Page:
Biblical Criticism Is Not Science
When I was a boy of sixteen, out of curiosity I opened the book “The History of Biblical Criticism,” and for the first time in my life I encountered biblical criticism directly, without any buffer or safeguard. The authors presented the story of the biblical flood in two columns, to illustrate the fact that the Torah’s flood narrative is a doublet that can be easily separated into two stories (= from two sources, from two authors, and from two periods), each describing the flood plainly and in its entirety. Any young person like myself could easily see that the initial command to Noah appears twice, and that there are differences between the two commands (in particular, “two of all flesh” versus “seven pairs” of clean animals). There are also two conclusions to the flood narrative containing promises for the future, one being Noah’s sacrifice, which uses the name YHWH, and the second being the covenant of the rainbow, using the name Elohim.
It felt as if I was floating between heaven and earth, the heavens withdrawing above me, and the earth slipping out from under my feet. I read through the narrative again and again, and then a single verse caught my eye, in which both names YHWH and Elohim appear:
בראשית ז:טז וְהַבָּאִים זָכָר וּנְקֵבָה מִכׇּל בָּשָׂר בָּאוּ כַּאֲשֶׁר צִוָּה אֹתוֹ אֱלֹהִים וַיִּסְגֹּר יְ־הֹוָה בַּעֲדוֹ.
Gen 7:16 Thus, they that entered (the ark) comprised male and female of all flesh, as Elohim had commanded him, and YHWH closed him in.
What did the critical scholars do with this remarkable verse? Of course, they split it up too! The words “and YHWH closed him in” are left hanging in midair, disconnected from what precedes it and what follows it, cut off from the narrative flow. They marked it with an asterisk to indicate that the continuity of the source is interrupted here, where the “redactor” (R) forcibly spliced together the two stories from the two “sources.” Right away, I said to myself: This is cheating! If a verse doesn’t work for them, they invent a story about splicing and redaction.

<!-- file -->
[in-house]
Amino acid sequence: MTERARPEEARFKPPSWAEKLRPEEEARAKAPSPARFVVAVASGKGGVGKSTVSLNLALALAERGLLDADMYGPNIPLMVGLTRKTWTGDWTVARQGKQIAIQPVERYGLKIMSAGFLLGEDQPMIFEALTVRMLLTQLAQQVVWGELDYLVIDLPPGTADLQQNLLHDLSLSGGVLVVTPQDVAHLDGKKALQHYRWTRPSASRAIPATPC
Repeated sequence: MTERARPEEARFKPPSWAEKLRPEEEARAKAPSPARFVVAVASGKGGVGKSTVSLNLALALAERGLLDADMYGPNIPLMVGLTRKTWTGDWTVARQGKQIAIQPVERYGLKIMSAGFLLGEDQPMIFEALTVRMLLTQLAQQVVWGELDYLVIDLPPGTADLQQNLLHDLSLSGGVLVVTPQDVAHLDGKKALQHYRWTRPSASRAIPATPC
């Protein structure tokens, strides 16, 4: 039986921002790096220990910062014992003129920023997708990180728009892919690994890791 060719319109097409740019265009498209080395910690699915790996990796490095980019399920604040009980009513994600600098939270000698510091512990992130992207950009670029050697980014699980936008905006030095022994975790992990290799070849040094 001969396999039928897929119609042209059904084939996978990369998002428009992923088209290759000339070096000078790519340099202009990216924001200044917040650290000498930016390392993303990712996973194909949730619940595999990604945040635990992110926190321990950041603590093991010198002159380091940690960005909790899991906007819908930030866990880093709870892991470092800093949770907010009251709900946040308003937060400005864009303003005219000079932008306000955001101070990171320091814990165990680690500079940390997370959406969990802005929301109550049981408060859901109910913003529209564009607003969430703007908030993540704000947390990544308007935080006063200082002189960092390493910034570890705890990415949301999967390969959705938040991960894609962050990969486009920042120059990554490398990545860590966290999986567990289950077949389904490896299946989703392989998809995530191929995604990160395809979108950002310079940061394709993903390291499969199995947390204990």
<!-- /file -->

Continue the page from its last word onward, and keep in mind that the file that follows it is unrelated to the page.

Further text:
I genuinely felt that God was “closing me in” and saving me, holding me between heaven and earth in an extraordinary act of direct providence, so that I could understand the depths of the Torah.
Over the years, I realized that the name Elohim—the generic name for God—is the name used to depict the creation of the natural world (Genesis 1, the Creation story!). Elohim is also the name used to describe the flood in a natural sense, whereby “two of all flesh” come of their own accord to be saved, and the covenant of the rainbow is the natural conclusion.
However, in the Torah, sacrifices are never offered in the generic name of Elohim—only YHWH. Also, the closing of the ark could not have been done naturally, because closing the ark constitutes a death sentence against all those who are left outside it. Noah did not have the power to close the ark on himself and his family, and unless it was closed, Noah’s Ark would have been destroyed along with everything else. Thus, it is YHWH who “closed him in.”
In choral recitation (telling the story together as a group), prevalent in ancient cultures, the voice calling out in the name YHWH stands out here, at the end of a powerful verse distinguished by the name Elohim. It expresses YHWH’s unique intervention and direct providence, and this makes a strong impression during oral recitation. In a dry, lifeless “source” division, however, such a reading has no meaning.
One day, I came to Rabbi Mordechai Breuer z”l with a distinction I found in biblical Hebrew between two terms meaning “I,” ani and anochi. After probing the issue together with my father, z”l, a man fluent in grammar and Bible, and after checking the most scholarly biblical dictionaries, we found that Semitic languages have almost no parallel usage of ani and anochi, with distinctions in meaning between the two, and that this phenomenon is unique to the language of the Bible.
Rabbi Breuer did not accept my distinction between ani and anochi as two stylistic aspects of the word “I” in the Bible. It was only later that I realized that my hypothesis clashed head-on with critical scholarship, especially in the books of Genesis and Exodus, where these two terms are thought to correspond to two different “sources” (EJ). Surprised, I asked Rabbi Breuer, “Are you beholden to Gunkel?” Rabbi Breuer replied that he does not typically argue with experts. I responded that I am an Israeli who has come out of exile as a free man, and I am not beholden to anyone, not to any scientist or any expert. I said to myself: The experts who are the relevant here are first and foremost linguists (like my father), more so than textual scholars.
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Dr. Rabbi Yoel Bin-Nun is one of the founders of Yeshivat Har Etzion. He received his rabbinic training at Yeshiva Merkaz HaRav and his Ph.D. from Hebrew University. In 1986, he established Michlelet Yaakov Herzog for training Jewish Studies teachers, especially in Bible instruction. Between 2000-2006 he served as the Rosh Ha-Yeshiva of Yeshivat HaKibbutz HaDati in Ein Tzurim.
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